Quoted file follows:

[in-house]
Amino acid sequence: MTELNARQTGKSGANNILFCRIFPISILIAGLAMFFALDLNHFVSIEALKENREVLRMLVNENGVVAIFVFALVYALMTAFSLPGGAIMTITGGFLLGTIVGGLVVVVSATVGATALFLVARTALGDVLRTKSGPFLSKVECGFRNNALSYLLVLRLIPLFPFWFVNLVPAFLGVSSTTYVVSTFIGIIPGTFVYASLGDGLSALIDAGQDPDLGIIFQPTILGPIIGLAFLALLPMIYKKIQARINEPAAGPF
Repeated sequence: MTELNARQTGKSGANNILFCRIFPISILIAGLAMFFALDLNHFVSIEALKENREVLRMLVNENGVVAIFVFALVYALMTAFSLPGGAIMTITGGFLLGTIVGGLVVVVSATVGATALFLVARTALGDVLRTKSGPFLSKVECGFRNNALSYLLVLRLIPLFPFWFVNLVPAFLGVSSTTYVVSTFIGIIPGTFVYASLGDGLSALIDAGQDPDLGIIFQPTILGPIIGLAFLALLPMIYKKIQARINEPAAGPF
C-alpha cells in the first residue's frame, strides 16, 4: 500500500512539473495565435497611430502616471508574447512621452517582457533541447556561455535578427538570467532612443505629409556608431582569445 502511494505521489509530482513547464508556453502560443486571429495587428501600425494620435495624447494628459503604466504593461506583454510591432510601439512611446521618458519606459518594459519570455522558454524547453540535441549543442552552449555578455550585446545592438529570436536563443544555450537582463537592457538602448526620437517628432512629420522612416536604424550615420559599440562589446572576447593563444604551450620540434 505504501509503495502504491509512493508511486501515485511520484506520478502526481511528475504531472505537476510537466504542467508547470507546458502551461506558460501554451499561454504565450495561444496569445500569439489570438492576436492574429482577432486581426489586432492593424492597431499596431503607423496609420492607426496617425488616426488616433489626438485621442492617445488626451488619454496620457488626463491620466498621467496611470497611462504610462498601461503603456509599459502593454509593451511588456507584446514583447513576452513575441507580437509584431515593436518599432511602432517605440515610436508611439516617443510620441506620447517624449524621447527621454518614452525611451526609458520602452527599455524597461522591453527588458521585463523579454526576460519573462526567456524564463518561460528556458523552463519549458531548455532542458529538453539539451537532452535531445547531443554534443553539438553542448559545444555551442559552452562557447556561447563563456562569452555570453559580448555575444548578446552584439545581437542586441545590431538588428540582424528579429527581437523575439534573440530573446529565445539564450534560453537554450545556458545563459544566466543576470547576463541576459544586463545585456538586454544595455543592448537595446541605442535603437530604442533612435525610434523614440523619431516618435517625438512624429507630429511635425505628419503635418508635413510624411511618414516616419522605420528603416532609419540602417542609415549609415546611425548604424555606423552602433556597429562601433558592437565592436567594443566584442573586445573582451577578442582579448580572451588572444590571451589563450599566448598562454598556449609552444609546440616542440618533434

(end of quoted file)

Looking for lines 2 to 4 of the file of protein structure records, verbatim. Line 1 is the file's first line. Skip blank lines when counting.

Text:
Amino acid sequence: MTELNARQTGKSGANNILFCRIFPISILIAGLAMFFALDLNHFVSIEALKENREVLRMLVNENGVVAIFVFALVYALMTAFSLPGGAIMTITGGFLLGTIVGGLVVVVSATVGATALFLVARTALGDVLRTKSGPFLSKVECGFRNNALSYLLVLRLIPLFPFWFVNLVPAFLGVSSTTYVVSTFIGIIPGTFVYASLGDGLSALIDAGQDPDLGIIFQPTILGPIIGLAFLALLPMIYKKIQARINEPAAGPF
Repeated sequence: MTELNARQTGKSGANNILFCRIFPISILIAGLAMFFALDLNHFVSIEALKENREVLRMLVNENGVVAIFVFALVYALMTAFSLPGGAIMTITGGFLLGTIVGGLVVVVSATVGATALFLVARTALGDVLRTKSGPFLSKVECGFRNNALSYLLVLRLIPLFPFWFVNLVPAFLGVSSTTYVVSTFIGIIPGTFVYASLGDGLSALIDAGQDPDLGIIFQPTILGPIIGLAFLALLPMIYKKIQARINEPAAGPF
C-alpha cells in the first residue's frame, strides 16, 4: 500500500512539473495565435497611430502616471508574447512621452517582457533541447556561455535578427538570467532612443505629409556608431582569445 502511494505521489509530482513547464508556453502560443486571429495587428501600425494620435495624447494628459503604466504593461506583454510591432510601439512611446521618458519606459518594459519570455522558454524547453540535441549543442552552449555578455550585446545592438529570436536563443544555450537582463537592457538602448526620437517628432512629420522612416536604424550615420559599440562589446572576447593563444604551450620540434 505504501509503495502504491509512493508511486501515485511520484506520478502526481511528475504531472505537476510537466504542467508547470507546458502551461506558460501554451499561454504565450495561444496569445500569439489570438492576436492574429482577432486581426489586432492593424492597431499596431503607423496609420492607426496617425488616426488616433489626438485621442492617445488626451488619454496620457488626463491620466498621467496611470497611462504610462498601461503603456509599459502593454509593451511588456507584446514583447513576452513575441507580437509584431515593436518599432511602432517605440515610436508611439516617443510620441506620447517624449524621447527621454518614452525611451526609458520602452527599455524597461522591453527588458521585463523579454526576460519573462526567456524564463518561460528556458523552463519549458531548455532542458529538453539539451537532452535531445547531443554534443553539438553542448559545444555551442559552452562557447556561447563563456562569452555570453559580448555575444548578446552584439545581437542586441545590431538588428540582424528579429527581437523575439534573440530573446529565445539564450534560453537554450545556458545563459544566466543576470547576463541576459544586463545585456538586454544595455543592448537595446541605442535603437530604442533612435525610434523614440523619431516618435517625438512624429507630429511635425505628419503635418508635413510624411511618414516616419522605420528603416532609419540602417542609415549609415546611425548604424555606423552602433556597429562601433558592437565592436567594443566584442573586445573582451577578442582579448580572451588572444590571451589563450599566448598562454598556449609552444609546440616542440618533434